This suit lacks complete diversity among the parties: plaintiff is a citizen of California and defendant First Nationwide is incorporated in the state of California. For this Court to acquire removal jurisdiction over plaintiff's suit, therefore, that suit must arise under federal law.

 To determine whether plaintiff's suit arises under federal law, the Court must apply the "well pleaded complaint" rule:


Whether a case is one arising under the Constitution or a law or treaty of the United States, in the sense of the jurisdictional statute . . ., must be determined from what necessarily appears in the plaintiff's statement of his own claim in the bill or declaration, unaided by anything alleged in anticipation of avoidance of defenses which it is thought the defendant may interpose.

 Taylor v. Anderson, 234 U.S. 74, 75-76, 58 L. Ed. 1218, 34 S. Ct. 724 (1914) (emphasis added). The determination of whether a case arises under federal law is not made by referring to the actual complaint filed, but rather to the "well pleaded complaint." Merrell Dow Pharmaceuticals Inc. v. Thompson, 478 U.S. 804, 808, 92 L. Ed. 2d 650, 106 S. Ct. 3229 (1986).

 The Supreme Court has stated that the "vast majority" of cases that come within the federal courts' "arising under" jurisdiction fall within "Justice Holmes' statement, 'A suit arises under the law that creates the cause of action.'" Franchise Tax Bd. v. Construction Laborers Vacation Trust, 463 U.S. 1, 8-9, 77 L. Ed. 2d 420, 103 S. Ct. 2841 (1983) (quoting American Well Works Co. v. Layne & Bowler Co., 241 U.S. 257, 260, 60 L. Ed. 987, 36 S. Ct. 585 (1916)). If federal law does not create the plaintiff's cause of action, the suit may still "arise under" federal law, but only if "it appears that some substantial, disputed question of federal law is a necessary element of one of the well-pleaded state claims, or that one or the other claim is 'really' one of federal law." Id. at 13 (emphasis added).

 Defendants do not argue that federal law creates any of plaintiff's causes of action. They claim instead that removal of this case was proper because two of plaintiff's causes of action fall into the second category of claims discussed in Franchise Tax Board. According to defendants, plaintiff's first cause of action for wrongful termination and his fifth cause of action for retaliation both involve a "substantial" question of federal law, and that the "substantial" question is a "necessary element" of each claim.

 Defendants point to 12 U.S.C. § 1831j, which provides a civil remedy to individuals who are punished for reporting misconduct at federally-regulated financial institutions, and argue that the facts alleged in the first and fifth causes of action state a claim under § 1831j. With respect to plaintiff's first cause of action (for wrongful termination), defendants cite paragraph 19 of the complaint, wherein plaintiff alleges that he wrote to the OTS on February 14, 1992 "regarding his knowledge of [First Nationwide's] affiliate transaction violations," and also paragraph 21, wherein "plaintiff alleges that his termination was retaliatory for alleging violations by defendants which represent violations of public policy." With respect to plaintiff's fifth cause of action (for retaliation), defendants cite paragraph 51 of the complaint, wherein plaintiff alleges that defendants received notice on February 13, 1992 (one day before the termination), that he had contacted the OTS.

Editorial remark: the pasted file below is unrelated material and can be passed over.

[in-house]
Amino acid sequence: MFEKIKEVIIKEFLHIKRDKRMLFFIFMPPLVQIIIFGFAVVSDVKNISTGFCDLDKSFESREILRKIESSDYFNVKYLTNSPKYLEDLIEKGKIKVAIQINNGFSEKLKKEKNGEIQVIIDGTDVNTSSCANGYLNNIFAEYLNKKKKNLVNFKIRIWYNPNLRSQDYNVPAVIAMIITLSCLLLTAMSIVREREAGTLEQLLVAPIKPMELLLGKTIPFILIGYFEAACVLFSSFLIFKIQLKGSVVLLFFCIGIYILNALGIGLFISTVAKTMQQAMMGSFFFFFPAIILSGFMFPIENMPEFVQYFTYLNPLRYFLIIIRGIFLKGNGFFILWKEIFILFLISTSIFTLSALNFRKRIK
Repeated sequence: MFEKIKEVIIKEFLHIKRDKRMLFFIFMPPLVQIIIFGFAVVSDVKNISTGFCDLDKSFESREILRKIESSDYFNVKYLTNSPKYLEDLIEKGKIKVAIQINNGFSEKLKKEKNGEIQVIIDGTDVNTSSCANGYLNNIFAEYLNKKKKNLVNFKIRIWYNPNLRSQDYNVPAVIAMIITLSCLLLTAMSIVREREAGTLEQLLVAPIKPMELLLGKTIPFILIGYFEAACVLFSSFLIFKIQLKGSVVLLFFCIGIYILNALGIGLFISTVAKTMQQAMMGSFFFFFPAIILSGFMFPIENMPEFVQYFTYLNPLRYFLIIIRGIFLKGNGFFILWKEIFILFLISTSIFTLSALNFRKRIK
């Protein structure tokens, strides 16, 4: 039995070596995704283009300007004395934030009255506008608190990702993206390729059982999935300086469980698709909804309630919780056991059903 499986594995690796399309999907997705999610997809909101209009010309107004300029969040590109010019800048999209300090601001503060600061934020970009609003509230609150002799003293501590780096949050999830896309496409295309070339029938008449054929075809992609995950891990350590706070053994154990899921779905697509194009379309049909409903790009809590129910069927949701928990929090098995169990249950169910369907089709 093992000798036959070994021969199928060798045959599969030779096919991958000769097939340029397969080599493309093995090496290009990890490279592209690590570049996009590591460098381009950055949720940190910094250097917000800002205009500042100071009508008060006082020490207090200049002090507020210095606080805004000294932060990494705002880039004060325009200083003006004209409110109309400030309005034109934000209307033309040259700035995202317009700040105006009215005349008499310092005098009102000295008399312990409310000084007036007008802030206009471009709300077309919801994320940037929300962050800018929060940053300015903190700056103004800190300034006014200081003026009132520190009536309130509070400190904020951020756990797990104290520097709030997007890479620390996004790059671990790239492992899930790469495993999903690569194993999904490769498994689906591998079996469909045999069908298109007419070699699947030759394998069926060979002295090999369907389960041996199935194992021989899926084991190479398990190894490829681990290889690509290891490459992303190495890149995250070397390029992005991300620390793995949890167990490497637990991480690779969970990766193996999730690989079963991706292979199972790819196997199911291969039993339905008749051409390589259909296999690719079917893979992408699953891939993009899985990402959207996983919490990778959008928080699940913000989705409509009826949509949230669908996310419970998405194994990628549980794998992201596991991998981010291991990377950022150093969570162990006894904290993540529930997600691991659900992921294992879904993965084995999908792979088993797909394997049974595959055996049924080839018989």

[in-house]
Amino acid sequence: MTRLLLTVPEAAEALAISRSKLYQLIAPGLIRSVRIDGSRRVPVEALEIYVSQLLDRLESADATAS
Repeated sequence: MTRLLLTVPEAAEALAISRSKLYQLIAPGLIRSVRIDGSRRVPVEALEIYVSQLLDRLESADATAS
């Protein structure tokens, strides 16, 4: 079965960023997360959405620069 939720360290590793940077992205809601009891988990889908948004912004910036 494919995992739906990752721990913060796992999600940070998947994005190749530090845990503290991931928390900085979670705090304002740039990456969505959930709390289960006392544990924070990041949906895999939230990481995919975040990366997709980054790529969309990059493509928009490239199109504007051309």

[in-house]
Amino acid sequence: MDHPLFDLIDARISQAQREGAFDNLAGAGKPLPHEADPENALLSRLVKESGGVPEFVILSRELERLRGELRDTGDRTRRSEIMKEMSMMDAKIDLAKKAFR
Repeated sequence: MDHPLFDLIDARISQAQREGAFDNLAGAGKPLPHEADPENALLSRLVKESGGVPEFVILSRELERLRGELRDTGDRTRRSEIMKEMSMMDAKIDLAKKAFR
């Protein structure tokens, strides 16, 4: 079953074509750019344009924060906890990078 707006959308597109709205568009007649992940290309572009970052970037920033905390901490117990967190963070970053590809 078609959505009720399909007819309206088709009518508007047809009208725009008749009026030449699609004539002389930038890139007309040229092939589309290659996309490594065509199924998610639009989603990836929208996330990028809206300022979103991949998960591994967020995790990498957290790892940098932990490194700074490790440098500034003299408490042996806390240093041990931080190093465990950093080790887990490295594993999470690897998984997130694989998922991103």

Defendants insist that the facts alleged in these paragraphs state a claim for relief under § 1831j. They cite the following portion of that statute:


No insured depository institution may discharge or otherwise discriminate against any employee with respect to compensation, terms, conditions, or privileges of employment because the employee . . . provided information to any Federal Banking agency or to the Attorney General regarding any possible violation of any law or regulation by the depository institution or any director, officer, or employee of the institution.

 12 U.S.C. § 1831j(a)(1) (West Supp. 1993). Defendants are correct that several provisions of this statute clearly apply to the facts alleged in plaintiff's complaint. First Nationwide is an "insured depository institution" which did "discharge" plaintiff; the OTS, which is the federal banking institution involved in this case, is a "Federal banking agency" for purposes of this statute. Id. § 1831j(e). But the statute protects only a limited class of individuals, specifically "whistleblowers." A protected "whistleblower" under this statute is an employee who has provided information regarding any possible violation of any law or regulation. Plaintiff disputes that he falls within this definition because he insists he never actually "provided information" to the OTS prior to the time defendants decided to terminate his employment. The Court need not address plaintiff's argument because the removal of the complaint was improper for a more fundamental reason.